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On October 4, Manish Chandra held the following interview with Yahoo! Finance Live:

Brian Sozzi: Poshmark has agreed to sell itself for $1.2 billion to South Korean internet company Naver. Shares are rocketing higher here in the early going, let’s get right into this deal with Poshmark Founder and CEO Manish Chandra. Manish, always good to see you here, big day I’m sure for you and the team. Why did you choose now to make this transaction?

Manish Chandra: Well, it’s a great win for our shareholders, it’s a great win for our employees, and ultimately it’s a very good win for our community. By bringing Poshmark and Naver together, we actually invest in the right way, we accelerate growth and ultimately build a much bigger and much more global Poshmark. There’s a lot of synergies, a lot of complementary strengths, and we’re excited about the future of Poshmark.

Brian Sozzi: Manish, did you run an active sales process here, or was this something you were seeking more to Naver approach you?

Manish Chandra: Yeah, no we were not seeking. Naver approached us. We initially spent time looking at our deep strategic partnership with them and at some point it made more sense to come together as one company, and that’s the action we took over the last few months.

Julie Hyman: Manish, I have to ask. It’s Julie here. You know, you came public at $42 in early 2021, the stock has gone down, you, start to see a little bit of a recovery lately. When Sozzi asked about timing, just to build on that, why not wait for your stock price to hopefully recover a little more before doing a sale?

Manish Chandra: Yeah, you know, this this deal represents roughly a 48% percent premium over a 90-day VWAP and a 34% premium over a 30-day VWAP, so when we look at it sort of from a premium perspective, it’s actually a very attractive deal. You know, as we look at the business, we’ve looked at it from a long-term perspective, you know stock market is volatile, we sort of have seen the market being extremely volatile over the next year and a half. But looking at sort of from our shareholders perspective, we felt like it was a good ROI. From a business perspective, it’s the right thing to do. We are starting to invest in many of the technologies that we have complimentary overlap, including livestreaming, some of the search discovery technologies as well as global expansion. So from a timing perspective, it really did make sense to bring the two businesses together now.

Brad Smith: Manish, it’s really interesting in the resale market right now, it seems like there’s a flood of sellers that are coming into the market because they’re looking to perhaps also just sure up some of their own cash, especially considering the consortium of consumers that you go after typically for Poshmark. But even as you think about the buyer part of that component too, what are actual sales, looking like between the number of buyers and sellers and transactions, that merchandise volume that has actually taken place and being exchanged on the platform right now considering the consumer discretionary headwinds that we’ve seen over the summer and could persist?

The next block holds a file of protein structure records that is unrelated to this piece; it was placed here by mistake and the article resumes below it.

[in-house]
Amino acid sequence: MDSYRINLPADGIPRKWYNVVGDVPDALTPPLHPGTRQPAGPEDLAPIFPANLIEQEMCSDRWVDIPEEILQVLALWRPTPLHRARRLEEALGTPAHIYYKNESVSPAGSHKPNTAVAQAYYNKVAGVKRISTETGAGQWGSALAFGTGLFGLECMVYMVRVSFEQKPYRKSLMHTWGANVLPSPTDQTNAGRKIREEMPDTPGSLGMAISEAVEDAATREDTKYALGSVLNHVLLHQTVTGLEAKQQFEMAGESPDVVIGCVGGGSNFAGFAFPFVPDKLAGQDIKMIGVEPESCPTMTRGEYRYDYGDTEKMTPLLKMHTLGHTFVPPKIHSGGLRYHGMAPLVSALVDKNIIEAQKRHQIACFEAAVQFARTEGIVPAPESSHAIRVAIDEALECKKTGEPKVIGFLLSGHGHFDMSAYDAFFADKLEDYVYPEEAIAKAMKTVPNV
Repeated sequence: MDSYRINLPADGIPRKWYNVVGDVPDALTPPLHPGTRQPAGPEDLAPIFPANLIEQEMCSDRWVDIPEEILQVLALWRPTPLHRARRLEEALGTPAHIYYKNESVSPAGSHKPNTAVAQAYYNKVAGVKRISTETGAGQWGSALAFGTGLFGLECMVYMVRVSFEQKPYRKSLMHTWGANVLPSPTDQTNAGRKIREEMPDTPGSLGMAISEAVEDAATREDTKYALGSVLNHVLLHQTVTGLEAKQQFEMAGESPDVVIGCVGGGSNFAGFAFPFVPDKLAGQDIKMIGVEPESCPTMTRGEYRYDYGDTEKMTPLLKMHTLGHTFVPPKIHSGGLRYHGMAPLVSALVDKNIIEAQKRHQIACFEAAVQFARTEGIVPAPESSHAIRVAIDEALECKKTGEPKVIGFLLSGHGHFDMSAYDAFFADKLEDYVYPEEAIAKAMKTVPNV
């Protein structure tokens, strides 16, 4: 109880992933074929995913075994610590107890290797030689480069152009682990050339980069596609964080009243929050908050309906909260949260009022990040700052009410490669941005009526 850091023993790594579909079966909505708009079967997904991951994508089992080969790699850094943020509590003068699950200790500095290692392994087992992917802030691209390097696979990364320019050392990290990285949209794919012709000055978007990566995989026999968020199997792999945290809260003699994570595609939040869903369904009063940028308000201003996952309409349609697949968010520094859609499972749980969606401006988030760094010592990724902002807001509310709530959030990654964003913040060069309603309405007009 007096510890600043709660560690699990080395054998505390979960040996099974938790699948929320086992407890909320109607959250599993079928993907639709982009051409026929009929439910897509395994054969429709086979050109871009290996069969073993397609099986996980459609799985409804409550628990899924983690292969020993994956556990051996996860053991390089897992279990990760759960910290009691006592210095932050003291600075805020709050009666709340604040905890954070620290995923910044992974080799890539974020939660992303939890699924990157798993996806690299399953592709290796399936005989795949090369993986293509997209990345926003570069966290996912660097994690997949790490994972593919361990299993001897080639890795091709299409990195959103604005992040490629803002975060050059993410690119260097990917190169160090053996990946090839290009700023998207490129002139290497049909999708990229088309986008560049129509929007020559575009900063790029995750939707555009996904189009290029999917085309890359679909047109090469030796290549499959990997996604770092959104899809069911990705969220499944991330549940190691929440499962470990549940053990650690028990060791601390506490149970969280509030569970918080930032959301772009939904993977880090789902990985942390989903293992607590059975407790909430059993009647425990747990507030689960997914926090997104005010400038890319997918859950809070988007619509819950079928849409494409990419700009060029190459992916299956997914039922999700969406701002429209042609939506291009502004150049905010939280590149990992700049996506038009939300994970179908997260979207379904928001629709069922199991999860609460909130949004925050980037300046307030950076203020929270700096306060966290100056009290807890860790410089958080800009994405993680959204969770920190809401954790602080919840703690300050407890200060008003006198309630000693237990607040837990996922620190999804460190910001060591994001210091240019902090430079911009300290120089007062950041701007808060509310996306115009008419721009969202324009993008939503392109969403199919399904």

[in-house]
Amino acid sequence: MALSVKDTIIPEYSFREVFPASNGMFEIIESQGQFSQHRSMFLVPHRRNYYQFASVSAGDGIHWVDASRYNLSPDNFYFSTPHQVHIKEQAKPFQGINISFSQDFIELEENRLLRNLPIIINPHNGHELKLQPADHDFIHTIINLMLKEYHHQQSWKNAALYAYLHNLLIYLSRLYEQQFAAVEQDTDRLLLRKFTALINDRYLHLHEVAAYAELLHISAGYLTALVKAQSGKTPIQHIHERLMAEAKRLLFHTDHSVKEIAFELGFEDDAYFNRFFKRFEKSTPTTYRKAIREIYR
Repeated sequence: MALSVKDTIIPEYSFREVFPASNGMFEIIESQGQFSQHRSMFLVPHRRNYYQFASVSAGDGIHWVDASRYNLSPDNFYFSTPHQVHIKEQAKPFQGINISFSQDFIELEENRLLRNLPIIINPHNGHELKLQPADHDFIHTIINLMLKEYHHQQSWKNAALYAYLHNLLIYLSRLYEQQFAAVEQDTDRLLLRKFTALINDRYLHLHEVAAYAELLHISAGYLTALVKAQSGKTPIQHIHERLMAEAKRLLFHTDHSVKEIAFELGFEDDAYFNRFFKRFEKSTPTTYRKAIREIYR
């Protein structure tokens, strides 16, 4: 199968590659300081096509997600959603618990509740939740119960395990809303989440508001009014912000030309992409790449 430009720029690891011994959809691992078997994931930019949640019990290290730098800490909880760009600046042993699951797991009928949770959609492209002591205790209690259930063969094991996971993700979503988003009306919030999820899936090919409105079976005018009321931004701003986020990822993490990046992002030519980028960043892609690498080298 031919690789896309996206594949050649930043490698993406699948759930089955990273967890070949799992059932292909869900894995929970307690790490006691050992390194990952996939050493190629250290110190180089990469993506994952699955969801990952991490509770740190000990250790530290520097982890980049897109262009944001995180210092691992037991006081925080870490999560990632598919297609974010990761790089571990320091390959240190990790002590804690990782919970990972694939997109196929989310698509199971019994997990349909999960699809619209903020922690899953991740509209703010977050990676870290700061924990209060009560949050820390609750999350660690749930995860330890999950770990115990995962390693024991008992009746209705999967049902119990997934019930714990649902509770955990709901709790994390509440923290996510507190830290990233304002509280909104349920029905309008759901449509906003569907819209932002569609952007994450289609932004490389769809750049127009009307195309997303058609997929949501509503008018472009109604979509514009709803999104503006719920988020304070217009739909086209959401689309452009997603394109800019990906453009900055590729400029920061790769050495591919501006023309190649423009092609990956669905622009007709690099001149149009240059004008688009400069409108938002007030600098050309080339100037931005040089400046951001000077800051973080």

Manish Chandra: Yeah, you know the re-commerce economy, particularly the Poshmark economy, is pretty unique in the sense that buyers are sellers and sellers are buyers. There’s a huge overlap between the two components. And so a lot of times people are recirculating their closet, and that creates a very different kind of economy than other fashion places. The second thing is because we have an asset-light model, the merchandising on Poshmark is extremely dynamic. So, what happens is if a certain trend is

going up, or a certain fashion trend is changing, our sellers are quickly able to adjust to that. Third thing is we’ve created a shipping system that is super easy for people to engage with, and in fact, we recently announced at PoshFest that now you don’t even need a label you can just use QR code and ship. So that partnership has allowed us to scale the business and provide a very simple way for people to not just transact, but ship. And then more recently, we’ve started to introduce live-selling, which gives people another way to connect in a deeper way which is super missing in this world in terms of fashion and connectivity. So we feel that we are pretty, in a pretty well poised to sort of deal with some of the challenges that consumers are facing. But more importantly, Poshmark is a home to millions of entrepreneurs which allows people to make money and grow their household income in these tough times.